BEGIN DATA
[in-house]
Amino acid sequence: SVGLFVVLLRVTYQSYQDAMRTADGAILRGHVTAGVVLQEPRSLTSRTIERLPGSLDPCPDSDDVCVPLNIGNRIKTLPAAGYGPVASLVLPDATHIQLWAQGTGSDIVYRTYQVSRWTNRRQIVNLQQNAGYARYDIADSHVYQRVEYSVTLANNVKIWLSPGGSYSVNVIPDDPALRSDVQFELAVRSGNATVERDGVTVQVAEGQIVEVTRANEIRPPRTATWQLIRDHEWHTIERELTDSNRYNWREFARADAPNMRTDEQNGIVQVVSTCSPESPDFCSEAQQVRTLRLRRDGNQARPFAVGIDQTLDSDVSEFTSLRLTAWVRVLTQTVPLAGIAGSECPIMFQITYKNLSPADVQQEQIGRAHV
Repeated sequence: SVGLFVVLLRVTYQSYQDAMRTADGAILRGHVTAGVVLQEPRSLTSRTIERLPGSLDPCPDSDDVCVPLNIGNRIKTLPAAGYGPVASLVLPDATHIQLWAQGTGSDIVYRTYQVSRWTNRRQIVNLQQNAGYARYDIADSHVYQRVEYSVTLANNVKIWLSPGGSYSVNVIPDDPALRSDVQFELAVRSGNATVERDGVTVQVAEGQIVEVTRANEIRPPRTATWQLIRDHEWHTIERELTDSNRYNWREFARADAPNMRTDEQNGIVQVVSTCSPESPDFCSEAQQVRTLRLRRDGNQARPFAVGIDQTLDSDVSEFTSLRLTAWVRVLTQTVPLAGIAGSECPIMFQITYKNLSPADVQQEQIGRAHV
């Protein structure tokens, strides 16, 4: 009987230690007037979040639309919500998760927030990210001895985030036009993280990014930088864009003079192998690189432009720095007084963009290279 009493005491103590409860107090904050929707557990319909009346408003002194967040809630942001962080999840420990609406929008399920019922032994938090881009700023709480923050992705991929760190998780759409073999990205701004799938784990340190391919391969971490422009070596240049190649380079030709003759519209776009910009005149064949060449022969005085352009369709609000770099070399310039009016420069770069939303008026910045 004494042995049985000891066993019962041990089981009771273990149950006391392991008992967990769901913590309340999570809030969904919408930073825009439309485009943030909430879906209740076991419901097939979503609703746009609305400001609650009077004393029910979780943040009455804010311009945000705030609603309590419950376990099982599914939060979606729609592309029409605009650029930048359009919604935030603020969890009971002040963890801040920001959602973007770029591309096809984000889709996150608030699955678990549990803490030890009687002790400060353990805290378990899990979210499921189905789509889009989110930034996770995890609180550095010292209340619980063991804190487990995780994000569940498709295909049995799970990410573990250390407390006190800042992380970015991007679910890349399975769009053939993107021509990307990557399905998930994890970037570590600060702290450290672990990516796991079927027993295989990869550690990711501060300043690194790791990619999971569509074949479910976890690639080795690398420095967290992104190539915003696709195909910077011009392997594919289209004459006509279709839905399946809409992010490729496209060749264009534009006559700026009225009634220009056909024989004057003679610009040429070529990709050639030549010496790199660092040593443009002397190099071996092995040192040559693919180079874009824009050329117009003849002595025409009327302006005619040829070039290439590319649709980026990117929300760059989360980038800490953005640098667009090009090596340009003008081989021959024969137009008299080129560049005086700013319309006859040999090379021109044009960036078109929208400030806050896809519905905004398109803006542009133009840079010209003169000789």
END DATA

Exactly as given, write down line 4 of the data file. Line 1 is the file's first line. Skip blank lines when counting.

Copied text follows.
């Protein structure tokens, strides 16, 4: 009987230690007037979040639309919500998760927030990210001895985030036009993280990014930088864009003079192998690189432009720095007084963009290279 009493005491103590409860107090904050929707557990319909009346408003002194967040809630942001962080999840420990609406929008399920019922032994938090881009700023709480923050992705991929760190998780759409073999990205701004799938784990340190391919391969971490422009070596240049190649380079030709003759519209776009910009005149064949060449022969005085352009369709609000770099070399310039009016420069770069939303008026910045 004494042995049985000891066993019962041990089981009771273990149950006391392991008992967990769901913590309340999570809030969904919408930073825009439309485009943030909430879906209740076991419901097939979503609703746009609305400001609650009077004393029910979780943040009455804010311009945000705030609603309590419950376990099982599914939060979606729609592309029409605009650029930048359009919604935030603020969890009971002040963890801040920001959602973007770029591309096809984000889709996150608030699955678990549990803490030890009687002790400060353990805290378990899990979210499921189905789509889009989110930034996770995890609180550095010292209340619980063991804190487990995780994000569940498709295909049995799970990410573990250390407390006190800042992380970015991007679910890349399975769009053939993107021509990307990557399905998930994890970037570590600060702290450290672990990516796991079927027993295989990869550690990711501060300043690194790791990619999971569509074949479910976890690639080795690398420095967290992104190539915003696709195909910077011009392997594919289209004459006509279709839905399946809409992010490729496209060749264009534009006559700026009225009634220009056909024989004057003679610009040429070529990709050639030549010496790199660092040593443009002397190099071996092995040192040559693919180079874009824009050329117009003849002595025409009327302006005619040829070039290439590319649709980026990117929300760059989360980038800490953005640098667009090009090596340009003008081989021959024969137009008299080129560049005086700013319309006859040999090379021109044009960036078109929208400030806050896809519905905004398109803006542009133009840079010209003169000789």